Ebola is a rare but serious viral infection, spread person to person by direct contact with blood and body fluids of infected people. It does not transmit through the air. The incubation period is 2-21 days and there is negligible risk of transmission during the incubation period (i.e. before symptoms appear). Ebola virus is easily killed by soap or bleach and survives only a short time on dry surfaces or those exposed to sunlight. 
Ebola virus is not spread through routine, social contact (such as shaking hands) with asymptomatic individuals. The likelihood of contracting any viral haemorrhagic fever (VHF), including Ebola, is considered very low unless there has been a specific exposure. Ebola transmission has commonly been between family members with close contact to infected individuals and health care workers with extremely close contact to patients or body fluids. Infection occurs from direct contact (through broken skin or mucous membranes) with the blood, or other body fluids (such as stool, urine, saliva, semen) of infected people. 
As with other infectious diseases, one of the most important preventive measures is frequent hand-washing with soap and water, or use alcohol-based hand rubs containing at least 60 percent alcohol when soap and water aren't available. However, it is important to remember that if hands are visibly soiled, then alcohol hand rubs are not sufficient and washing with soap and water is needed.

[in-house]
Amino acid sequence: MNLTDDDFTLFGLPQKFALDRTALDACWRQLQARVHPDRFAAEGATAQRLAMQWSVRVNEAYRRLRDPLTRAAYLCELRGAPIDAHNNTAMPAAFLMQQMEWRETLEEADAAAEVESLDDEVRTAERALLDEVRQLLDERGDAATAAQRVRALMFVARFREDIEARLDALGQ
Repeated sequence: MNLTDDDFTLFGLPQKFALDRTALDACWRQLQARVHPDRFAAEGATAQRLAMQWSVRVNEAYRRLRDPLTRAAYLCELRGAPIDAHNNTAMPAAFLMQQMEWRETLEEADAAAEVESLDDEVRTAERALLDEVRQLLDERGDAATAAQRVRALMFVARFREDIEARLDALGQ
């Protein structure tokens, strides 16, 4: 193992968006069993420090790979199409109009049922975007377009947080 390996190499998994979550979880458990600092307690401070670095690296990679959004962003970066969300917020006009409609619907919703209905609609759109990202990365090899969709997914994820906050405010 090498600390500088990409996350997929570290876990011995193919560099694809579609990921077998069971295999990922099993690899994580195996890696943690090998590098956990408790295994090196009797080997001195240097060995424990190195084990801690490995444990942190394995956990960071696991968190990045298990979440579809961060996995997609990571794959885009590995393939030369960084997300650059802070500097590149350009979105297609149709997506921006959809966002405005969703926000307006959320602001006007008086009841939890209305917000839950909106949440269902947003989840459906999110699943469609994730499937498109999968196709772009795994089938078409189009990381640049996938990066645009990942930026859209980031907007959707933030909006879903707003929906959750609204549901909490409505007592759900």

When travelling abroad, it is important to take sensible precautions against the many more common health risks prevalent in the region, such as malaria, HIV and Hepatitis B. 
Further information can be found at: 
http://www.nhs.uk/conditions/ebola-virus/pages/ebola-virus.aspx 
https://www.gov.uk/government/collections/ebola-virus-disease-clinical- management-and-guidance 
https://www.gov.uk/government/publications/the-ship-captains-medical-guide(see Chapter 5, causes and prevention of disease) 
Affected Countries (at time of issue) 
The following states have established transmission of the Ebola virus: Guinea, Sierra Leone, Liberia 
The following states have cases but no established transmission outside of the cluster of cases linked to a single imported case: 
Nigeria (Lagos and Port Harcourt), Senegal (Dakar), Spain (Madrid), USA (Dallas, TX.) 
Refer to the WHO website for further updates on the geographic extent of the outbreak: